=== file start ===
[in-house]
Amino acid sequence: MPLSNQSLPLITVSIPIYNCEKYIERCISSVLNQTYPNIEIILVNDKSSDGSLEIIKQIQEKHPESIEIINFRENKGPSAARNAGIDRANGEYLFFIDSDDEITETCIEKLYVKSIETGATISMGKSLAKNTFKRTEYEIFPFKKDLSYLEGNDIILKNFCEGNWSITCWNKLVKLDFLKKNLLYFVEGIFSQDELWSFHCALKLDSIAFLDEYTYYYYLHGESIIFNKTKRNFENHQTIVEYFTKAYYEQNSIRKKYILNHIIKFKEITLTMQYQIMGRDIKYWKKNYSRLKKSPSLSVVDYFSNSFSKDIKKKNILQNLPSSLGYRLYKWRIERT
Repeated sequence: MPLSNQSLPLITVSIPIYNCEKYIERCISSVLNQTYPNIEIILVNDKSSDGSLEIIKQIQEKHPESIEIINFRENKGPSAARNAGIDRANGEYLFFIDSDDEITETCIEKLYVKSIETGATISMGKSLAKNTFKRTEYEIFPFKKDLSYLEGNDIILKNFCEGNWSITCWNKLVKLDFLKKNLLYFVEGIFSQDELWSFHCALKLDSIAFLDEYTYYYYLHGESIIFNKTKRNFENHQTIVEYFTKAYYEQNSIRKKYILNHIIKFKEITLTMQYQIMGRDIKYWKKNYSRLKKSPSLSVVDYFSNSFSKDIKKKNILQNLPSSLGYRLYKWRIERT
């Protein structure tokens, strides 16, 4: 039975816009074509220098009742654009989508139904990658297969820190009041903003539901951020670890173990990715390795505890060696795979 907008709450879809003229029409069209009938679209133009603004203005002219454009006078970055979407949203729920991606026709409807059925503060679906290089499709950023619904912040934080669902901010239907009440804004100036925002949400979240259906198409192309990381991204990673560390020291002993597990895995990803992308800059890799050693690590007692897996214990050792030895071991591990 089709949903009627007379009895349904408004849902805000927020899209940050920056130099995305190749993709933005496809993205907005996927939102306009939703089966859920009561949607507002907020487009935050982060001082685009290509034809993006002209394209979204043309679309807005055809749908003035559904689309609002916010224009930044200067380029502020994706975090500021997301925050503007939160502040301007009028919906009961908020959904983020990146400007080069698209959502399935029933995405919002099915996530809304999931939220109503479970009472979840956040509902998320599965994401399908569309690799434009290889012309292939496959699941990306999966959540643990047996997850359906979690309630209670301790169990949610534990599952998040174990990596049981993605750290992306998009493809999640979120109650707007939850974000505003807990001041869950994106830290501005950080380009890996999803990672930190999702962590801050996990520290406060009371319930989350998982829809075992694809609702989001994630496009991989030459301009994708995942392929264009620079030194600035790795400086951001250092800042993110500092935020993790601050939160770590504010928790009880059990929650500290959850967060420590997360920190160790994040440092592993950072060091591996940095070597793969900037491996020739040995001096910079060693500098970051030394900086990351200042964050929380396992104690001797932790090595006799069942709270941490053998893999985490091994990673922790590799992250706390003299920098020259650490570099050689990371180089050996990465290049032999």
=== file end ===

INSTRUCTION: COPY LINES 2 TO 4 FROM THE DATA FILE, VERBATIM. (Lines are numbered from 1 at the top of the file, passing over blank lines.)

Amino acid sequence: MPLSNQSLPLITVSIPIYNCEKYIERCISSVLNQTYPNIEIILVNDKSSDGSLEIIKQIQEKHPESIEIINFRENKGPSAARNAGIDRANGEYLFFIDSDDEITETCIEKLYVKSIETGATISMGKSLAKNTFKRTEYEIFPFKKDLSYLEGNDIILKNFCEGNWSITCWNKLVKLDFLKKNLLYFVEGIFSQDELWSFHCALKLDSIAFLDEYTYYYYLHGESIIFNKTKRNFENHQTIVEYFTKAYYEQNSIRKKYILNHIIKFKEITLTMQYQIMGRDIKYWKKNYSRLKKSPSLSVVDYFSNSFSKDIKKKNILQNLPSSLGYRLYKWRIERT
Repeated sequence: MPLSNQSLPLITVSIPIYNCEKYIERCISSVLNQTYPNIEIILVNDKSSDGSLEIIKQIQEKHPESIEIINFRENKGPSAARNAGIDRANGEYLFFIDSDDEITETCIEKLYVKSIETGATISMGKSLAKNTFKRTEYEIFPFKKDLSYLEGNDIILKNFCEGNWSITCWNKLVKLDFLKKNLLYFVEGIFSQDELWSFHCALKLDSIAFLDEYTYYYYLHGESIIFNKTKRNFENHQTIVEYFTKAYYEQNSIRKKYILNHIIKFKEITLTMQYQIMGRDIKYWKKNYSRLKKSPSLSVVDYFSNSFSKDIKKKNILQNLPSSLGYRLYKWRIERT
């Protein structure tokens, strides 16, 4: 039975816009074509220098009742654009989508139904990658297969820190009041903003539901951020670890173990990715390795505890060696795979 907008709450879809003229029409069209009938679209133009603004203005002219454009006078970055979407949203729920991606026709409807059925503060679906290089499709950023619904912040934080669902901010239907009440804004100036925002949400979240259906198409192309990381991204990673560390020291002993597990895995990803992308800059890799050693690590007692897996214990050792030895071991591990 089709949903009627007379009895349904408004849902805000927020899209940050920056130099995305190749993709933005496809993205907005996927939102306009939703089966859920009561949607507002907020487009935050982060001082685009290509034809993006002209394209979204043309679309807005055809749908003035559904689309609002916010224009930044200067380029502020994706975090500021997301925050503007939160502040301007009028919906009961908020959904983020990146400007080069698209959502399935029933995405919002099915996530809304999931939220109503479970009472979840956040509902998320599965994401399908569309690799434009290889012309292939496959699941990306999966959540643990047996997850359906979690309630209670301790169990949610534990599952998040174990990596049981993605750290992306998009493809999640979120109650707007939850974000505003807990001041869950994106830290501005950080380009890996999803990672930190999702962590801050996990520290406060009371319930989350998982829809075992694809609702989001994630496009991989030459301009994708995942392929264009620079030194600035790795400086951001250092800042993110500092935020993790601050939160770590504010928790009880059990929650500290959850967060420590997360920190160790994040440092592993950072060091591996940095070597793969900037491996020739040995001096910079060693500098970051030394900086990351200042964050929380396992104690001797932790090595006799069942709270941490053998893999985490091994990673922790590799992250706390003299920098020259650490570099050689990371180089050996990465290049032999």